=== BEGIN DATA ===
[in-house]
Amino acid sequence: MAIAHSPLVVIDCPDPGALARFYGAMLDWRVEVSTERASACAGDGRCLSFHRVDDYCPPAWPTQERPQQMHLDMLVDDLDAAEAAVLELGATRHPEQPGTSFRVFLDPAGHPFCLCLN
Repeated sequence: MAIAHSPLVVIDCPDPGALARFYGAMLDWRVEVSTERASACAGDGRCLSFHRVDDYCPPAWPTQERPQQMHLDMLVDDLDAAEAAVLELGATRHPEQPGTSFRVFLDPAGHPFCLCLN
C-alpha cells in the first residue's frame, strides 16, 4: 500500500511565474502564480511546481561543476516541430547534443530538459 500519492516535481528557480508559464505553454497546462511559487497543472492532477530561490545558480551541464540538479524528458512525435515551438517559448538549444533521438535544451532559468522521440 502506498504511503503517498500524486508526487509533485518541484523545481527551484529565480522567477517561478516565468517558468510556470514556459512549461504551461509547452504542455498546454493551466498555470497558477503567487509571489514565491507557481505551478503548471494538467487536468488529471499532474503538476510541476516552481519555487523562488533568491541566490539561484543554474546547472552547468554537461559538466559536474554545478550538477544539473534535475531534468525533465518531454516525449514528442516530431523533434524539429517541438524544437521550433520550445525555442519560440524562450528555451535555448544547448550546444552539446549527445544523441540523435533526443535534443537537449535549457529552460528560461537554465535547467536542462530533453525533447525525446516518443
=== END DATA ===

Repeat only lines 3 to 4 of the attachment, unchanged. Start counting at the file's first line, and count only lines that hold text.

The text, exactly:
Repeated sequence: MAIAHSPLVVIDCPDPGALARFYGAMLDWRVEVSTERASACAGDGRCLSFHRVDDYCPPAWPTQERPQQMHLDMLVDDLDAAEAAVLELGATRHPEQPGTSFRVFLDPAGHPFCLCLN
C-alpha cells in the first residue's frame, strides 16, 4: 500500500511565474502564480511546481561543476516541430547534443530538459 500519492516535481528557480508559464505553454497546462511559487497543472492532477530561490545558480551541464540538479524528458512525435515551438517559448538549444533521438535544451532559468522521440 502506498504511503503517498500524486508526487509533485518541484523545481527551484529565480522567477517561478516565468517558468510556470514556459512549461504551461509547452504542455498546454493551466498555470497558477503567487509571489514565491507557481505551478503548471494538467487536468488529471499532474503538476510541476516552481519555487523562488533568491541566490539561484543554474546547472552547468554537461559538466559536474554545478550538477544539473534535475531534468525533465518531454516525449514528442516530431523533434524539429517541438524544437521550433520550445525555442519560440524562450528555451535555448544547448550546444552539446549527445544523441540523435533526443535534443537537449535549457529552460528560461537554465535547467536542462530533453525533447525525446516518443